“It’s the first time” – Corriere.it

It is a historic success for many, and certainly the first highlight of the UAE’s presidency of the Cop28 conference, which opened yesterday in Dubai. With a minute of silence “For all civilians killed in the current conflict in Gaza”: On opening day, it was closed Agreeing to operate the Loss and Damage Fund, Which got the green light last year after thirty years of negotiations.

he’s there The first time a policeman was baptized on the spot by agreement, This is not at all clear, given the US reluctance to acknowledge some kind of compensation for countries most vulnerable to the climate crisis. The numbers that the leading powers put on the table are less impressive. One hundred million dollars for Emirati guests – and this is also a first: until now the Gulf states have insisted on defining themselves as “developing countries” and therefore not obligated to contribute to climate finance; Germany also 100; 60 million British pounds (about $76 million); 10 million for Japan and only 17.5 million for the United States (plus 7 for other initiatives). It remains to be seen whether China will also join the donor community, voluntarily as requested. But it’s not much, if we consider that the 2022 floods in Pakistan alone, according to the World Bank, caused at least $30 billion in damage.

In the evening, after presenting two amounts of contributions from 27 European Union countries, the EU Climate Commissioner, Wopke Hoekstra, promised a total of “$225 million.” To get the final figure, we will have to wait for the interventions of heads of state and government. Prime Minister Giorgia Meloni will speak in the plenary hall today, the 17th of the first day of the so-called high-level summit dedicated to adaptation. It is one of the issues that our government focuses on a lot.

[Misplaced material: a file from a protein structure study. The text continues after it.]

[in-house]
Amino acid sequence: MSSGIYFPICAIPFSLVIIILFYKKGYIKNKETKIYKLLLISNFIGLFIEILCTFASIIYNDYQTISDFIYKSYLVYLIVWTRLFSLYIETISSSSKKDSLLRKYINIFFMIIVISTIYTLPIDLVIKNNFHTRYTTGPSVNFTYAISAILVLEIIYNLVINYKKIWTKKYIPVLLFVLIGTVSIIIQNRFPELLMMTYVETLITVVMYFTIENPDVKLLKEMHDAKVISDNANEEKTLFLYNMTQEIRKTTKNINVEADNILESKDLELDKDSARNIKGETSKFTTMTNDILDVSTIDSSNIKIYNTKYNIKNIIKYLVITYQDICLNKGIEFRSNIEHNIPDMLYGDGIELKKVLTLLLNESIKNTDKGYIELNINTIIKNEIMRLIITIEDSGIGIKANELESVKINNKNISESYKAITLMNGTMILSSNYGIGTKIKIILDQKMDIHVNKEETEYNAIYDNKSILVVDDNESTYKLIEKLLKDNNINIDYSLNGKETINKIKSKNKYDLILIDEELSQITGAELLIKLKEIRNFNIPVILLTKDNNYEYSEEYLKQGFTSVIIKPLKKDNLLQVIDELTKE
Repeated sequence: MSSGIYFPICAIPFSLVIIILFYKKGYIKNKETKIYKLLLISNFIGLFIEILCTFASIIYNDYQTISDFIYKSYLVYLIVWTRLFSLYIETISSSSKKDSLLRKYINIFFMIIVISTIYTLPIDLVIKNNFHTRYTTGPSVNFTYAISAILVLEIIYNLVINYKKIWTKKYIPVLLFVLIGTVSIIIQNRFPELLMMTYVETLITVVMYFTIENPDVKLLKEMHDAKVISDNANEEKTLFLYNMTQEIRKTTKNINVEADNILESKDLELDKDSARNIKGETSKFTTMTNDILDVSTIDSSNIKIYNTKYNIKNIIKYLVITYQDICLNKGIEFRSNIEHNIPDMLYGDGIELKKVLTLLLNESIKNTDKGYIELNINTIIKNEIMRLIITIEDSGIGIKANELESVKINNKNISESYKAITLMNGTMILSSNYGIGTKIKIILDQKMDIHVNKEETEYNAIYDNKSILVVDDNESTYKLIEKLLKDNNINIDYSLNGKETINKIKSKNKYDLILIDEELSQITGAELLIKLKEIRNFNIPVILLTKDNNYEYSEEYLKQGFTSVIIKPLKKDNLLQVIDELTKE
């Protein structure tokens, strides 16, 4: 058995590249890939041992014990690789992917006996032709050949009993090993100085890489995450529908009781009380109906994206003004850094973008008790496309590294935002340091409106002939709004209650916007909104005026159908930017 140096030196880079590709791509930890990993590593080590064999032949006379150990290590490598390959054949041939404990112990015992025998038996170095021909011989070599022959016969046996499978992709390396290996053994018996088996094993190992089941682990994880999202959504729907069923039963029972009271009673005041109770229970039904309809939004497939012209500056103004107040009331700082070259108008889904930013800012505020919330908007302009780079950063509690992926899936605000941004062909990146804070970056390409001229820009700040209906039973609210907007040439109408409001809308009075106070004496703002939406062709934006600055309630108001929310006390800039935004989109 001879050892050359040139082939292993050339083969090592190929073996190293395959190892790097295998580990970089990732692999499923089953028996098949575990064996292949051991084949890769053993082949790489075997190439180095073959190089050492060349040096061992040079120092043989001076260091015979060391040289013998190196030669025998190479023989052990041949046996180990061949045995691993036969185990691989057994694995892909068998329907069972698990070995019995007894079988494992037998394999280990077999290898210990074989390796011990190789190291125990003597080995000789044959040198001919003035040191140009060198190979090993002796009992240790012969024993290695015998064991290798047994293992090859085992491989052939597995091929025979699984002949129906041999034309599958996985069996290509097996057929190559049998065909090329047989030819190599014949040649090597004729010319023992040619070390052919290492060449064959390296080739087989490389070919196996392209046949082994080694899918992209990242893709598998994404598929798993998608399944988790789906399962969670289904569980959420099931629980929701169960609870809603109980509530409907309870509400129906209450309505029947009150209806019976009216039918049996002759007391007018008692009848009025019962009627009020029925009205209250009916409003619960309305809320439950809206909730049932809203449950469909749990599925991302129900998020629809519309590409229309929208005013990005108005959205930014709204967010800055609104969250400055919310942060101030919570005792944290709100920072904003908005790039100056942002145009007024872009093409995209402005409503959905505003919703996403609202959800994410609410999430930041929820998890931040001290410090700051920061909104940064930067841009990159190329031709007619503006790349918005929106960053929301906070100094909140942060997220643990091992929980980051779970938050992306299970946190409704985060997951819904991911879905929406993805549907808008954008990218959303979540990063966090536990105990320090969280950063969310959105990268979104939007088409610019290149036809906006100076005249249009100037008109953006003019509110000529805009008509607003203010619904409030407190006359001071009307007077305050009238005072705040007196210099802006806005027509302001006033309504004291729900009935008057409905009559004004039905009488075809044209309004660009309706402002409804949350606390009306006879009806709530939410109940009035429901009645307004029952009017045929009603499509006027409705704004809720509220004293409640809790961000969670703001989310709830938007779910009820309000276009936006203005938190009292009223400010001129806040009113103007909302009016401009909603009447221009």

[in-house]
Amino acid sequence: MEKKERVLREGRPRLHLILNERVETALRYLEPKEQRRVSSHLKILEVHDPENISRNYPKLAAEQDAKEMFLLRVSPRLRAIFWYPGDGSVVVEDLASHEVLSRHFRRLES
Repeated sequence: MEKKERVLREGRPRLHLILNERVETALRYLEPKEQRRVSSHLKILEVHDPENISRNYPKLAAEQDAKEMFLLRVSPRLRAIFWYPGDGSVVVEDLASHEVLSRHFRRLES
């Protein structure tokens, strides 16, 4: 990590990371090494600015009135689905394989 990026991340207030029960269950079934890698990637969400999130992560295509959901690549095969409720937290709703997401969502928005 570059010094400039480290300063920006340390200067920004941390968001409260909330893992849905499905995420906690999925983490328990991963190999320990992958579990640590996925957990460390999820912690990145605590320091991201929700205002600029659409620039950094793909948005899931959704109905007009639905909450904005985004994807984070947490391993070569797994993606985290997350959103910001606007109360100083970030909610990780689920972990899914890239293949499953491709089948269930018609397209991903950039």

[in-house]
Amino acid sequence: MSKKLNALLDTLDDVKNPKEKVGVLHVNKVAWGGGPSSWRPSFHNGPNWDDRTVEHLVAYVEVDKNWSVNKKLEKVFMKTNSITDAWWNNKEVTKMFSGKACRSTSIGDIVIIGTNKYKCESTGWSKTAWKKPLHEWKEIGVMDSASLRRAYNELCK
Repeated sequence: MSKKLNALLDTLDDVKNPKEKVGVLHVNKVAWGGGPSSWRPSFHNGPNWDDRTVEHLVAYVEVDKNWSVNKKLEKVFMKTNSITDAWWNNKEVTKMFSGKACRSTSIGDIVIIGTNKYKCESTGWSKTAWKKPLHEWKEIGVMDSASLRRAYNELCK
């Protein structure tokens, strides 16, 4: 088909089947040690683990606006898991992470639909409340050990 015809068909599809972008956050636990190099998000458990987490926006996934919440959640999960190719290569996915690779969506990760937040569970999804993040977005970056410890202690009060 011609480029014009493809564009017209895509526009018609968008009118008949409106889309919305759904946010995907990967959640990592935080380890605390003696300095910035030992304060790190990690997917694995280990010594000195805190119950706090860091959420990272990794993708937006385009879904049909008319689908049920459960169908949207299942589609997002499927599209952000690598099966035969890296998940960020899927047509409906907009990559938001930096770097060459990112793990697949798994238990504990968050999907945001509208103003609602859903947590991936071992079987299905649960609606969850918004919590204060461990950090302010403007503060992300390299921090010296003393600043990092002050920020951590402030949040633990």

See also  Omicron, wave pluses and rollercoaster effect in Germany and eastern countries

At the same time, the climate crisis is accelerating. The annual report of the World Meteorological Organization confirms that 2023 will certainly be the hottest year on record. The global average temperature is increasing by about 1.4 degrees Celsius Compared to the pre-industrial era, El Niño, which causes the temperature of the Pacific Ocean to rise, could exceed the maximum set by the Paris Agreements of 1.5 degrees. “We are on the brink,” warned Simon Steele, Executive Secretary of the United Nations Framework Convention on Climate Change. Pope Francis, who withdrew for health reasons, urged negotiators in a post on…

LEAVE A REPLY

Please enter your comment!
Please enter your name here